Suicide: A Fight We Can Win

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Losing a loved one can be devastating and when it is someone who died unexpectedly, the pain can be even worse. Suicide is tenth leading cause of death in the United States. It kills tens of thousands of Americans every year and has been the second highest loss in the lives of teens and young adults for the last decade. 

Every nine hours a loved one in Indiana dies by suicide. In Indiana, approximately one in ten teenagers will attempt suicide while. Last year alone, suicide killed almost 45000 Americans. 

This statistic is slowly on the rise, with 2015 claiming roughly a thousand less. In 2014 the number was down to 42000. According to the CDC, there has been roughly 575,000 suicides since the year 2000. 

Financially, suicide roughly costs communities $44 billion every year nationwide, according to the American Foundation for Suicide Prevention. In Indiana alone, around $1 billion is spent due to suicide. This includes attempts that are stopped by paramedics along with postmortem care for those who die by suicide.  

Suicidal thoughts are not a trend that affects only one race, gender or economic status. It is a problem that affects society as a whole and anyone who feels this way are not alone. In Indiana, one in five teenagers have contemplated suicide.

Out of all 50 states, Indiana has the highest number of students who have contemplated suicide. Indiana also is the second highest number of students who actually attempt suicide, with one in nine students attempting at some point in their student careers. On average, for every 25 suicide attempts there is at least one death by suicide. 

The cause for a student to feel suicidal can vary from teen to teen. Moving, a stressful school situation, parents divorce or a family member’s death can put someone in a deep depression that bring them to feel life is not worth living.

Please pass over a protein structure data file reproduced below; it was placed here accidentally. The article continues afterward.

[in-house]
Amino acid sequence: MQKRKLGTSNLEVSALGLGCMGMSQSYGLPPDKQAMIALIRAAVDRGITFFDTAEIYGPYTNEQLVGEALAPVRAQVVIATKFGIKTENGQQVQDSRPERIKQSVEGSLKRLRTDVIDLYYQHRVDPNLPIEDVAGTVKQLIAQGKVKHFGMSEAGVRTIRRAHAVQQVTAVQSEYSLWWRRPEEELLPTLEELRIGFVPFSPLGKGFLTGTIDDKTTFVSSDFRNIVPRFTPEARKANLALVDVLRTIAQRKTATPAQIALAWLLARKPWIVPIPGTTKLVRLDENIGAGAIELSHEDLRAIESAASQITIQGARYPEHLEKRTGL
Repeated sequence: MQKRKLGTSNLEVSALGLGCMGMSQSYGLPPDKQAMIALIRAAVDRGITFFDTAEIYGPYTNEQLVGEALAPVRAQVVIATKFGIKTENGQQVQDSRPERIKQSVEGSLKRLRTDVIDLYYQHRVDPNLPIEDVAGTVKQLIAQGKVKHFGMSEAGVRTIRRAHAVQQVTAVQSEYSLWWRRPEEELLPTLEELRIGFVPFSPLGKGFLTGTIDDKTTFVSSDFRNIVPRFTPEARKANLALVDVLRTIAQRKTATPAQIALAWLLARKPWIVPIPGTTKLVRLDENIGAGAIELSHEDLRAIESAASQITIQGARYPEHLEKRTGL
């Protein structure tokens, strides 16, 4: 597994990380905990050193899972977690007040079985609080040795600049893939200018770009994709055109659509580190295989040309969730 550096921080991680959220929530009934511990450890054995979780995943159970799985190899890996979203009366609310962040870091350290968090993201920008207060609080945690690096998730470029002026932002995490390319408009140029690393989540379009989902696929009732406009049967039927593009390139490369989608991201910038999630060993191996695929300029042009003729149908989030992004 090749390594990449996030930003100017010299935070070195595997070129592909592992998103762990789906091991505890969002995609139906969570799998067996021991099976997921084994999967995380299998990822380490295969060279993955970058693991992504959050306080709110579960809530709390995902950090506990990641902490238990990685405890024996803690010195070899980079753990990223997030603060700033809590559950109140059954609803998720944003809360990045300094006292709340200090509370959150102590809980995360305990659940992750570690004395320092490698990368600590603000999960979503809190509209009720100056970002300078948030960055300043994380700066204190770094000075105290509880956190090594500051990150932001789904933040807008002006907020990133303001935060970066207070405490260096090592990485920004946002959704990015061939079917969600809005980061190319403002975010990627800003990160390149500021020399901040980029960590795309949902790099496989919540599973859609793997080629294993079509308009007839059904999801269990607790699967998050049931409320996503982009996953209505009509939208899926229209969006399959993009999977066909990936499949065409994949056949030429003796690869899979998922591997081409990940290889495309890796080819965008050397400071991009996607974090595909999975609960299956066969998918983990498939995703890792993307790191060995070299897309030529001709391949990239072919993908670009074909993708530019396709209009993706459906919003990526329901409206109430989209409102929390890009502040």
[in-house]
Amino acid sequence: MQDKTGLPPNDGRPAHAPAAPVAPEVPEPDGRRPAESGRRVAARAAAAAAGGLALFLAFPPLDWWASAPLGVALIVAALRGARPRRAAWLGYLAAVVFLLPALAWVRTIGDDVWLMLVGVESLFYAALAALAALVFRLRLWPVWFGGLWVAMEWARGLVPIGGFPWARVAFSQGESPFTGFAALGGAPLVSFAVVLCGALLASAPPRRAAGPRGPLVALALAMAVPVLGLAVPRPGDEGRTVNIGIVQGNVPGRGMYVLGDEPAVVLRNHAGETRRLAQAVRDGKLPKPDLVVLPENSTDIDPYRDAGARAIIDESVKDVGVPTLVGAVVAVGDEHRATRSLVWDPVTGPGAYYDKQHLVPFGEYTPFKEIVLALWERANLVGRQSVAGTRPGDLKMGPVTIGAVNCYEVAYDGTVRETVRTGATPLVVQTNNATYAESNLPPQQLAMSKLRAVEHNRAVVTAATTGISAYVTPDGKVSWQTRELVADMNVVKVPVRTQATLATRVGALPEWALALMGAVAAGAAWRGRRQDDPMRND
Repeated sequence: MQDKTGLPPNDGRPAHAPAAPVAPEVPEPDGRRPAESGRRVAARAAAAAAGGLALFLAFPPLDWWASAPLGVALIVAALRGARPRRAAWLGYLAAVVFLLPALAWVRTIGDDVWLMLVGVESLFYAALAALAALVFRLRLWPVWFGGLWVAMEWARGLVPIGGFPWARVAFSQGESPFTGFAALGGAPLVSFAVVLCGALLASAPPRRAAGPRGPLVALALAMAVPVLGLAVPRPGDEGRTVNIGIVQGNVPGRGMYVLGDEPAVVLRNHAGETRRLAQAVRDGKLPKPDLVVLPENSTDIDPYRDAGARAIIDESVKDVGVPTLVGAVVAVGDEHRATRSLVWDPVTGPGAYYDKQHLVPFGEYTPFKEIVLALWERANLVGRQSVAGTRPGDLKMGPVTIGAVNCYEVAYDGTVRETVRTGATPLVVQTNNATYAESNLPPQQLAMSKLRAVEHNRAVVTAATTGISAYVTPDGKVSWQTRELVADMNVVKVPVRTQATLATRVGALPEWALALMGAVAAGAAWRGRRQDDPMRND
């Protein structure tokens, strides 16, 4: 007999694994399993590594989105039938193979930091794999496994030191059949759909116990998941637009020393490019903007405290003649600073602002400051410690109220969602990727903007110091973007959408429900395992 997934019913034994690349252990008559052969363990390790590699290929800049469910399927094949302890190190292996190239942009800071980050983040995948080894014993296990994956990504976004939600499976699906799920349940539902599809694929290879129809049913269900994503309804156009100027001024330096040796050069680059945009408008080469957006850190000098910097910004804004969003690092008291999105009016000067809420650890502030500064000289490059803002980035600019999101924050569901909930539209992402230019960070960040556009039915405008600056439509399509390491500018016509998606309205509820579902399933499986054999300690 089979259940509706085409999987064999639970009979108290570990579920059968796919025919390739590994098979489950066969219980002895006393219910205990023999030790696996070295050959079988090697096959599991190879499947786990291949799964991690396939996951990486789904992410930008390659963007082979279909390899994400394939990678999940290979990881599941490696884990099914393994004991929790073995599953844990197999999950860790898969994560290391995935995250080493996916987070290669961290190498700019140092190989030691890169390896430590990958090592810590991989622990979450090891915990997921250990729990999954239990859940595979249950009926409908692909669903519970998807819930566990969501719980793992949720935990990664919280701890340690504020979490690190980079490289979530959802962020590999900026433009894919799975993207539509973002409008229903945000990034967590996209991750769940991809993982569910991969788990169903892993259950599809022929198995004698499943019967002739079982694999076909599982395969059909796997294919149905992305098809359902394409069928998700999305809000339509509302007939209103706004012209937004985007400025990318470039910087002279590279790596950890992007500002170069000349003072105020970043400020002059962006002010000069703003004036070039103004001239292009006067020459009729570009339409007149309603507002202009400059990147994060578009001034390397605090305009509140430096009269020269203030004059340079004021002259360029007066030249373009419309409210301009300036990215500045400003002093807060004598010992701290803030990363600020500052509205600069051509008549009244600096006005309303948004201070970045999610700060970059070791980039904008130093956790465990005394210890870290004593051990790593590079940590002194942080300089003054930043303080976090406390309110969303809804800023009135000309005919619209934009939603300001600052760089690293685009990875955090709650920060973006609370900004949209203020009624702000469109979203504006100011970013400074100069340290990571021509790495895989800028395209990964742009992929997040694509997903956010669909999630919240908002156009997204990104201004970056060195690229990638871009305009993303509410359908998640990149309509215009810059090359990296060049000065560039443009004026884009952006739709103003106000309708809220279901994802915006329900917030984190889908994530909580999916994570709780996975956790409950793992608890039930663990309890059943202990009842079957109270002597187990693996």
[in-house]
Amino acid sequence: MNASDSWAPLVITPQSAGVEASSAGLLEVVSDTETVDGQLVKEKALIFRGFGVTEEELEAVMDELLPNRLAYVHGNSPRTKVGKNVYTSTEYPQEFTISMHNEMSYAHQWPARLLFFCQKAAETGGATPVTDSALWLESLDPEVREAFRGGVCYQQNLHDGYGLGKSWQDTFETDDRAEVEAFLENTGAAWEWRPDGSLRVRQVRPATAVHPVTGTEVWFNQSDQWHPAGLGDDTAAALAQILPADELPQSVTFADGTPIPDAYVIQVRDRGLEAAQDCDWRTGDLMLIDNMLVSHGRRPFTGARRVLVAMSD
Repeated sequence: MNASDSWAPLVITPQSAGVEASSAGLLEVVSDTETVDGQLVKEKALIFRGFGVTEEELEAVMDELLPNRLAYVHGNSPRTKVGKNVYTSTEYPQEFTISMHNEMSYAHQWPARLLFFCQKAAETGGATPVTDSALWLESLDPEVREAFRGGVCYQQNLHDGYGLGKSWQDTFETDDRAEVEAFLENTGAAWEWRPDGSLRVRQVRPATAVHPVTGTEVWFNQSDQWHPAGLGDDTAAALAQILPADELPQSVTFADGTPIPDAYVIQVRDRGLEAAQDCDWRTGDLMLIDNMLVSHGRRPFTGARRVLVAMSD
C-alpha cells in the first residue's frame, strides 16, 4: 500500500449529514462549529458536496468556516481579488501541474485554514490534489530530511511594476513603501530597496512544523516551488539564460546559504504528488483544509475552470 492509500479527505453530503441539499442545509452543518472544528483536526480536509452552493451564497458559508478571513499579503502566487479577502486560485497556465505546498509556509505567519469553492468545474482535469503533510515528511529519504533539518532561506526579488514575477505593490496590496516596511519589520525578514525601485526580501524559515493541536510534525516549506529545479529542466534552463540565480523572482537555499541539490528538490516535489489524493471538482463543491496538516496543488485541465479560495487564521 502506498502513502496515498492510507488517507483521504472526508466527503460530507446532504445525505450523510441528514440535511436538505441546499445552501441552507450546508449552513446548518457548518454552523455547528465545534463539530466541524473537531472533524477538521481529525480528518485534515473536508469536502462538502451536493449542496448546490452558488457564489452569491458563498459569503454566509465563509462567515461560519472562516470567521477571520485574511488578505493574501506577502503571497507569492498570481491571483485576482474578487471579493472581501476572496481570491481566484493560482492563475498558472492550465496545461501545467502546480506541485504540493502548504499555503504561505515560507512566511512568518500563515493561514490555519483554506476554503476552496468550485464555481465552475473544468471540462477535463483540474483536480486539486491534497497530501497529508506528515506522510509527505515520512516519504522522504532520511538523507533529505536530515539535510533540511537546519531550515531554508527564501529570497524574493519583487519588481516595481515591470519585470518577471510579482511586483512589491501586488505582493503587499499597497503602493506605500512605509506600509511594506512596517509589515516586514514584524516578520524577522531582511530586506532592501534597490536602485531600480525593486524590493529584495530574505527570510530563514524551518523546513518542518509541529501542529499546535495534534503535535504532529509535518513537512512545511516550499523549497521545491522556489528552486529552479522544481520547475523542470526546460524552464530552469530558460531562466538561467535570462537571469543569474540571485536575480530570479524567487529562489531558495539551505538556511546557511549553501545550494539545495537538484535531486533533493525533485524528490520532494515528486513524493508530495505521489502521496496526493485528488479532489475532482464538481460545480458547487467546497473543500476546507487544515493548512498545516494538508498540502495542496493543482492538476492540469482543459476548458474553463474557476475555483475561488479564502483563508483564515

No matter the reason someone wants to end his or her lives, it is a serious issue that requires both tact and support. If someone is feeling suicidal, do not leave the person alone, remove all firearms, alcohol, drugs or sharp objects from the household. Removing any sort of weapons limits the opportunity to do anything rash. Call the U.S National suicide Prevention Lifeline at 800-273-TALK(8255) or call the police, who can send an ambulance for the person in need. Even if the suicidal individual states that being sent somewhere will cause him or her to want to kill themselves more, the fact of the matter is that being in the hospital will put them into the safest hands possible, and they would be able to receive the help they desperately need. Many parents and fellow students, however, are unable to know when a student is suicidal, with many of the obvious signs going unnoticed.

To combat this, Community North and WTHR have teamed up, creating the website, a teen suicide awareness movement for Indiana. The movement hopes to increase information that youth and parents have available to them, believing that having more knowledge on the subject will lower the number of suicides. 

“We all play a part in recognizing the potential for it in students or in youth in general,” said David Petersohn, an Indiana teacher who once taught at Stonybrook Middle School, who now works with the Have Hope Movement. Petersohn urges all parents and educators to keep open to the signs and look out for even the smallest of signs, because finding the smallest of signs could be the difference between a student’s life or death. 

The movement offers a simple test that allows people to get a general idea for where they land on the spectrum of depression, stories of people from different perspectives on how they have dealt with suicide and even provides a locator for the nearest mental health facility. 

Suicide is never the answer, and even when life seems hopeless and that no resolution is in sight, there is always a support system in place. Whether it is a trusted teacher or a counselor, a peer or a family member, the environment is full of people who are ready and able to help someone through it. Suicide claims a life every nine hours, but with proper awareness and the knowledge on how to handle a situation, suicides can be stopped and the lives of those who would be claimed by it can be saved.